The San Diego Chargers wore their powder blue alternate uniforms on Sunday. As you know, one of the sports world's most iron-clad rules states that whenever this uniform is worn, countless fans will respond by saying: They should go back to wearing their original powder blues from the 1960s. Those were the best football uniforms ever!
And those fans are right -- mostly. The Chargers' original powder blues were gorgeous. What many fans don't realize, though, is that the team's original powder blue period, which ran from 1960 through 1973, actually featured a surprisingly large number of variations, with many of the uniform's key elements -- the helmet, the pants, and even the shade of blue used on the jerseys -- in constant flux. So when people talk about the Chargers' "original powder blues," they're actually referring to a wider range of uniforms than they probably realize.
Let's look at some of those variations, one uniform element at a time:
1. The shade of blue. The Chargers actually used four different blue tones from 1960 through 1973. All of them looked pretty good, but only the final one, in use from 1968 through '73, could be described as a true powder blue.
The color that the team uses for its current powder blue alternates -- the uniform set worn this past Sunday -- is lighter than any of those original shades of blue.
2. The helmet bolts. The lightning bolts on the Chargers' helmets have always been gold, right? Wrong. The bolts were blue for the team's inaugural season in 1960 (and so were the bolts on the blue jersey that year). After changing to gold in 1961, the helmet bolts were blue again in 1966 (but the bolts on the blue jersey stayed gold that time around).
Lightning bolts on Chargers' helmet & jersey were blue in 1960, then turned gold in '61. Blue reappeared on helmet (but not jersey) in '66. pic.twitter.com/xvZWA30zqi— Paul Lukas (@UniWatch) November 7, 2016
3. The pants. When you think of the Chargers' powder blue era, which pants do you instinctively envision them wearing? It's a trickier question than you might think, because the Chargers wore four different pant designs from 1960 through 1973: white with blue lightning bolts down the sides; white with gold bolts; gold with blue bolts; and gold with conventional striping.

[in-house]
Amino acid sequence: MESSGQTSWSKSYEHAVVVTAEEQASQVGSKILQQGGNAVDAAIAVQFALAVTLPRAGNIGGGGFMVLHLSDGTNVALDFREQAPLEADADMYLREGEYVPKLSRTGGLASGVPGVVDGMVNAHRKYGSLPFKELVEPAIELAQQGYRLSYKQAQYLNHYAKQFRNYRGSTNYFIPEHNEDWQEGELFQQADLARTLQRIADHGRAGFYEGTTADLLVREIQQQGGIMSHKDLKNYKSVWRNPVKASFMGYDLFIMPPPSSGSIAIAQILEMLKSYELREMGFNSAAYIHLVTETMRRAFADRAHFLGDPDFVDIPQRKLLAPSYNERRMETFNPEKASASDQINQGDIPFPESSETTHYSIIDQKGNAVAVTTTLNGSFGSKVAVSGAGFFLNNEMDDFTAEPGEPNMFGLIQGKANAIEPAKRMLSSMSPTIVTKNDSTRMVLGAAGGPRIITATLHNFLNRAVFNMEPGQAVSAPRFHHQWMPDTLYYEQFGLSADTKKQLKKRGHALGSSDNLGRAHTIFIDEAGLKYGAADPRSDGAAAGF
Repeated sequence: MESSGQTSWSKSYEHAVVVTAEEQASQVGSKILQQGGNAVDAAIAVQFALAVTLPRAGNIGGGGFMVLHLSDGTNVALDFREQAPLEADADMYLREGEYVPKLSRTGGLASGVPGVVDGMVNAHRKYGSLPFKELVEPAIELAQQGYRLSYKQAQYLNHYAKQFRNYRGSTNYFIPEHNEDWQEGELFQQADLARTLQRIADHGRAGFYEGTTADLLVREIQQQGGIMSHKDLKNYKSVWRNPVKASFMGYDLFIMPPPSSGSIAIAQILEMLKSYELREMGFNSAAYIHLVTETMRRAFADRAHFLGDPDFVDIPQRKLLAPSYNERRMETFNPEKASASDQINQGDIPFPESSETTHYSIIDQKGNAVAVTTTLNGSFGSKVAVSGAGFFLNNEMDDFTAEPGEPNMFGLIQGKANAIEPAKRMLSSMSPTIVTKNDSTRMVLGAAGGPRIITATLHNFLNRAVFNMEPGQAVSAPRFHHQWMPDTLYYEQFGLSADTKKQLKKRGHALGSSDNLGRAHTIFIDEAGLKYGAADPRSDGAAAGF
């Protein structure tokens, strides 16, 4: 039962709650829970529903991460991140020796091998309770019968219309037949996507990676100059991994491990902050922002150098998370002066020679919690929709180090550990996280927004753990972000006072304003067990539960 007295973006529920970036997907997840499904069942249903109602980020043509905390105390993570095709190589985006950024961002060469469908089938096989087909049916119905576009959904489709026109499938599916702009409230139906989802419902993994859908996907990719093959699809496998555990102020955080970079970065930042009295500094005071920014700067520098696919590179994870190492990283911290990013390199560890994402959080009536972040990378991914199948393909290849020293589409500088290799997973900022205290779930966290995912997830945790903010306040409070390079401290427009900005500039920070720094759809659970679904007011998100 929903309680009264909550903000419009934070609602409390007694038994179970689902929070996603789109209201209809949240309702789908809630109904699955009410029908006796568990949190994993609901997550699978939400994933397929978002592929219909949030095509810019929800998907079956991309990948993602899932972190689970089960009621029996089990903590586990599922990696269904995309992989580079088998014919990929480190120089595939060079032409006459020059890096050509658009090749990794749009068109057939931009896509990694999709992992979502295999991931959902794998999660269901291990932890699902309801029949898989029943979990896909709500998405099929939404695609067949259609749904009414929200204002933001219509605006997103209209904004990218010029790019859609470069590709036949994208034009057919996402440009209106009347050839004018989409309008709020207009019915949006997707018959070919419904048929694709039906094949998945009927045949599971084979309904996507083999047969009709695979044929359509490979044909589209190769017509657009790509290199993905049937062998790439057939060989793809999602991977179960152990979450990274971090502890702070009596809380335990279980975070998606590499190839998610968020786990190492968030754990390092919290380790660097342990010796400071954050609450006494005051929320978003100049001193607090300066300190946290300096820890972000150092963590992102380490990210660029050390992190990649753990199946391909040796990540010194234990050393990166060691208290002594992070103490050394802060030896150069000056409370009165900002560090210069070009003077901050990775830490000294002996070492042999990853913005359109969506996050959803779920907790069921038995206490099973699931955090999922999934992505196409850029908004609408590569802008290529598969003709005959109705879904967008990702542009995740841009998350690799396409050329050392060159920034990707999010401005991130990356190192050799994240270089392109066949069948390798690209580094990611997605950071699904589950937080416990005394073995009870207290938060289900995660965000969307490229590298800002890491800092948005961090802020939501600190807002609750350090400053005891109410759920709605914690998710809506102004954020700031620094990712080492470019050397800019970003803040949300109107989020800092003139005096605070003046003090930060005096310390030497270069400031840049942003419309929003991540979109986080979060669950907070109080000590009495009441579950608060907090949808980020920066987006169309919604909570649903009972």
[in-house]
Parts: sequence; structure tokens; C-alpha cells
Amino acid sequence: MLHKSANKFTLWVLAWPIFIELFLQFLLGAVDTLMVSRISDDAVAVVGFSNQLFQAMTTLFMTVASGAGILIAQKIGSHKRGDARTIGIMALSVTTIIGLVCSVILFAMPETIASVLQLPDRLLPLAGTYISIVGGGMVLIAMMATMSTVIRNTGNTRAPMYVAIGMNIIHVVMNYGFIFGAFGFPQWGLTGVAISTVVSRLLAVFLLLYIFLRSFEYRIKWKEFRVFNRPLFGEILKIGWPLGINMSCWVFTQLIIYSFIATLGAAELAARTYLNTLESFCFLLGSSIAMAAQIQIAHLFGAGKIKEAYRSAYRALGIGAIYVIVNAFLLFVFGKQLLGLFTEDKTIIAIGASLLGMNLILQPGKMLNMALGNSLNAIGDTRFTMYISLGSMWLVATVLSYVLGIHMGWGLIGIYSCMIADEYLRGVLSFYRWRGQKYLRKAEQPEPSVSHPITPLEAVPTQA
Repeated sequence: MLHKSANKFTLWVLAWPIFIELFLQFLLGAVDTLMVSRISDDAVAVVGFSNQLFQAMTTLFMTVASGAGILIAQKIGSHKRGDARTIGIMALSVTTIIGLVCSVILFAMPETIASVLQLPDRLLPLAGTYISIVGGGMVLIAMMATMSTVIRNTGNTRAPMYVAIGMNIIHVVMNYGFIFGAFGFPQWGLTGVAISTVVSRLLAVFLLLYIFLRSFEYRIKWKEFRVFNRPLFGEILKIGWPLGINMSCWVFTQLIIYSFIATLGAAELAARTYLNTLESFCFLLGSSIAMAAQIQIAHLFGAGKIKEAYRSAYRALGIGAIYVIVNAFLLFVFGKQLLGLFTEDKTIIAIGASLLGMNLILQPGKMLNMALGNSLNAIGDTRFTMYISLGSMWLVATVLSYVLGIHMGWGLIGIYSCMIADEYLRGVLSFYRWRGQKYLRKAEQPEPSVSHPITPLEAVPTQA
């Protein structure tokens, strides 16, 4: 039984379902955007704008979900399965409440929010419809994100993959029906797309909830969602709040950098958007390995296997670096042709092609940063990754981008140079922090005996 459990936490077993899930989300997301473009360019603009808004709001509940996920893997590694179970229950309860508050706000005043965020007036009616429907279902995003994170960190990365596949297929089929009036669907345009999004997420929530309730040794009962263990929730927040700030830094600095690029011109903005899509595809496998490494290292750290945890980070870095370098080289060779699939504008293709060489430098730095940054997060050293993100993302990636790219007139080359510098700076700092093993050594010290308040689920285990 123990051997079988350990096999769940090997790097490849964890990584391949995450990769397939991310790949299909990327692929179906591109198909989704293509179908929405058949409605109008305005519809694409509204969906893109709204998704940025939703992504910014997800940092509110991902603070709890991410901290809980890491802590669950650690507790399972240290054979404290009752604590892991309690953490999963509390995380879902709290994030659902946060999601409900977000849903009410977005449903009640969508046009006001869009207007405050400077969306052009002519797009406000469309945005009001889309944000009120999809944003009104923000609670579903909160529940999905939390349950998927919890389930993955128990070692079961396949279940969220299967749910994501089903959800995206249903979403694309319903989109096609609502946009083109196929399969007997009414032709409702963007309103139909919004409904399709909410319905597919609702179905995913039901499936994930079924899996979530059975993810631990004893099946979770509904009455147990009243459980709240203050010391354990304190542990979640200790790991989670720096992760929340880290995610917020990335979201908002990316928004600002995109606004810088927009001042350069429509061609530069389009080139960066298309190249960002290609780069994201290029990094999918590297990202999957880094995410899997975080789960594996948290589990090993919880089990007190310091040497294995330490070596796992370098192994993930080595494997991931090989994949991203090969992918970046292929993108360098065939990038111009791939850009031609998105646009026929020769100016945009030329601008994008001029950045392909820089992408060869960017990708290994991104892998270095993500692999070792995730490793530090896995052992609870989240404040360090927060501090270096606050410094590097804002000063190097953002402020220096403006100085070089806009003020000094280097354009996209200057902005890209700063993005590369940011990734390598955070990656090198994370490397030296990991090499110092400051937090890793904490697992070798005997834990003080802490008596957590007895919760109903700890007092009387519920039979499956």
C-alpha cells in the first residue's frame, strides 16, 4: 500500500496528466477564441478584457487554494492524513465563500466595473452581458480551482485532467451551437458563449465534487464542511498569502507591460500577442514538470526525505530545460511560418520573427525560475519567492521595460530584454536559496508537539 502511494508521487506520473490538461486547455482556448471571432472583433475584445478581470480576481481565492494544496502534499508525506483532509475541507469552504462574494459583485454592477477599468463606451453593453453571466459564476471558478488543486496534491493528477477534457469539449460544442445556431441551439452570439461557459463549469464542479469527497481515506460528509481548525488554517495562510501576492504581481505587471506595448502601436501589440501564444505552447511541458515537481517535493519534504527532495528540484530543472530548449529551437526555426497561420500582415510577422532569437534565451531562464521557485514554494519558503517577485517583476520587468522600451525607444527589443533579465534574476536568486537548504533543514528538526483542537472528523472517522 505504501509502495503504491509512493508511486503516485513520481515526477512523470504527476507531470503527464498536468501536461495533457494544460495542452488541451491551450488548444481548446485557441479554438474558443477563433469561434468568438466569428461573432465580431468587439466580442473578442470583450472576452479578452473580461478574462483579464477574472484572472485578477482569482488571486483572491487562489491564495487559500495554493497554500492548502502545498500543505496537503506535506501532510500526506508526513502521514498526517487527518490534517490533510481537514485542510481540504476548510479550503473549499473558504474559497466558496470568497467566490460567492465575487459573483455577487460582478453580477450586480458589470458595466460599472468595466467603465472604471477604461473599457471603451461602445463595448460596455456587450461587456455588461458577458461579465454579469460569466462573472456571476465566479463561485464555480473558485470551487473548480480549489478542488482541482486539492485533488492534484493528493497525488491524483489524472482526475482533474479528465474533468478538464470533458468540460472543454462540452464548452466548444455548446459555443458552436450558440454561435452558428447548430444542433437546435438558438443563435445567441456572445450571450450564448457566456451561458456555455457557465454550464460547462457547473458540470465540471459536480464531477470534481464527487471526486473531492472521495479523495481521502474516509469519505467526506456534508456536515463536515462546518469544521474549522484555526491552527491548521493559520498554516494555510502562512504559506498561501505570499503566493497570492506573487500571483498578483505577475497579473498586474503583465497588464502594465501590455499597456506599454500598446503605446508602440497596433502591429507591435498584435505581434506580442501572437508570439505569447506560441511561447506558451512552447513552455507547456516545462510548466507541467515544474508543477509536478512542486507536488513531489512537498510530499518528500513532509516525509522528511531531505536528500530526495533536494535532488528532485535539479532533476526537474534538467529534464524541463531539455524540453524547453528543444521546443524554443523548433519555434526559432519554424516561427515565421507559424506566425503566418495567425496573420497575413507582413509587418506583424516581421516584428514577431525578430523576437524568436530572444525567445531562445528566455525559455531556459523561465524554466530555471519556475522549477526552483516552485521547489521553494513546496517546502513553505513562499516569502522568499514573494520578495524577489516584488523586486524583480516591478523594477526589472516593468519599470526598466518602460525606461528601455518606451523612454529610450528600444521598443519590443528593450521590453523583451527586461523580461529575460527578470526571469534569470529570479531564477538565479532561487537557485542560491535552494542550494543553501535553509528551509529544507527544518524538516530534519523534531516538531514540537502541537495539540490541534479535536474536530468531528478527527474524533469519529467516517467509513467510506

Chargers used four different pant designs from 1960 through 1973. pic.twitter.com/rg3m1OXSsp— Paul Lukas (@UniWatch) November 7, 2016
The reality, of course, is that all of these uniform combinations looked good on the field (and so did their assorted white-jerseyed counterparts, for that matter), so you could mix and match just about any of these elements and it would still turn out fine. Still, it's interesting to see just how much variety there was in such a short time period.
Meanwhile, there's one other detail from the Chargers' early days that's worth mentioning: In 1962, San Diego was among the recipients of the All-America City Award, a civic honor bestowed annually on 10 communities around the nation. The Chargers responded to this by wearing a commemorative decal on the crown of their helmets in 1963.
Good look at the "All-America City" decal that the Chargers wore in 1963. pic.twitter.com/KQLbrQet8s— Paul Lukas (@UniWatch) November 7, 2016
Serious attention to detail: Including the Chargers' 1963 "All-America City" decal on an electric football player! pic.twitter.com/FpCybP8QZ6— Paul Lukas (@UniWatch) November 7, 2016
That decal has never been included on a Chargers throwback uni. Wouldn't it be cool to see it on the field again? Hey, team owner Alex Spanos: Make it happen, cap'n.
(Special thanks to William Schaefer of the Gridiron Uniform Database for his research assistance.)
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Paul Lukas wishes the Chargers would restore the uniform numbers to the sides of their helmets. If you like this column, you'll probably like his Uni Watch Blog, plus you can follow him on Twitter and Facebook. Want to learn about his Uni Watch Membership Program, be added to his mailing list so you'll always know when a new column has been posted or just ask him a question? Contact him here.